Use this URL to cite or link to this record in EThOS: http://ethos.bl.uk/OrderDetails.do?uin=uk.bl.ethos.553864
Title: Controls and consequences of oxygen depletion in lakes
Author: Foley, Brian
Awarding Body: University of Ulster
Current Institution: Ulster University
Date of Award: 2011
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Abstract:
Estimates of hypolimnetic water column (Jv) and sediment (JA) dissolved oxygen (DO) consumption rates were made using the methodology of Livingstone & Imboden (1996); DO, temperature, chlorophyll a (ChI a) and total phosphorus (TP) concentration, and bathymetric data were collected from five Northern Irish lakes and collated from four lakes in England and Sweden. These data were combined with existing results to examine the influence of physicochemical variables and lake morphometry on the relationships among Jv, JA and lake trophic state. There was a positive relationship between Jv and the growing season (GS) mean ChI a and annual mean (AM) TP concentration, with a maximum Jv evident in eutrophic lakes (0.218±0.015 g O2 m' d-I based on the relationship with GS mean ChI a). The trophic state indicator variables standardised by lake maximum depth (ZMAX) explained the most variation in Jv (83%) and JA (35%). The relationships between Jv, JA and the trophic state indicator variables standardised by ZMAX were employed in the development of a model for predicting hypolimnetic DO concentration-depth profiles. The model was capable of reproducing observed data in four test lakes of varying trophic state and morphometry; the coefficient of determination and standard error of the estimate of the regression between observed and predicted data were 0.62 (P < 0.001) and 1.60 g O2 m", respectively. Long-term data (1968 to 2008) from two lakes were used to examine the effect of a warming climate and eutrophication on hypolimnetic DO resources. The rate of volumetric hypolimnetic DO depletion (VHODobs) ranged from 0.035 to 0.090 g O2 m-3 a' and from 0.131 to 0.252 g O2 m" a' in Windermere South Basin (WSB) and Blelham Tarn (BT), respectively. Mixed layer ChI a concentration in WSB and wind speed over BT were important drivers of the variation in VHODobs. Changes in lake thermal structure resulted in the duration of thermal stratification increasing by 25±8 days and 38±8 days in WSB and BT, respectively, over the study period. Results show that climate warming effects on lake thermal structure have the potential to exacerbate hypolimnetic DO depletion, and may undermine management efforts taken to alleviate the impacts of eutrophication.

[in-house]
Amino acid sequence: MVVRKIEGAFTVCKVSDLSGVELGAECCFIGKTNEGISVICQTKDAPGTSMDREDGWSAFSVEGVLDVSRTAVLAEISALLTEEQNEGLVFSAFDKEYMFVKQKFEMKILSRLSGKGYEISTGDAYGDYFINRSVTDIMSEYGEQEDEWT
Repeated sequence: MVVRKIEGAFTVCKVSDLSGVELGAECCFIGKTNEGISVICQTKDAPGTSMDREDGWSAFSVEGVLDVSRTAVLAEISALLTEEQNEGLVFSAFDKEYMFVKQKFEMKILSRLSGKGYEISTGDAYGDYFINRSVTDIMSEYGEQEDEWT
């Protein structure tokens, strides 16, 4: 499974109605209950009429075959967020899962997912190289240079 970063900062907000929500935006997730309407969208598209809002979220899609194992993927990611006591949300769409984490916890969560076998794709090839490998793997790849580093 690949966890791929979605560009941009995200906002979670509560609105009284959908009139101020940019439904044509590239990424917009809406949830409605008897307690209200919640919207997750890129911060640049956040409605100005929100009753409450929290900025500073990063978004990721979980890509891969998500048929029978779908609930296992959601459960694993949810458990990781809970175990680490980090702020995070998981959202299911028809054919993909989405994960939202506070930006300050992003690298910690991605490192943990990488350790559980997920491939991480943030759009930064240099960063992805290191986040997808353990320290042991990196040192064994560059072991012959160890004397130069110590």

Supervisor: Not available Sponsor: Not available
Qualification Name: Thesis (Ph.D.) Qualification Level: Doctoral
EThOS ID: uk.bl.ethos.553864  DOI: Not available
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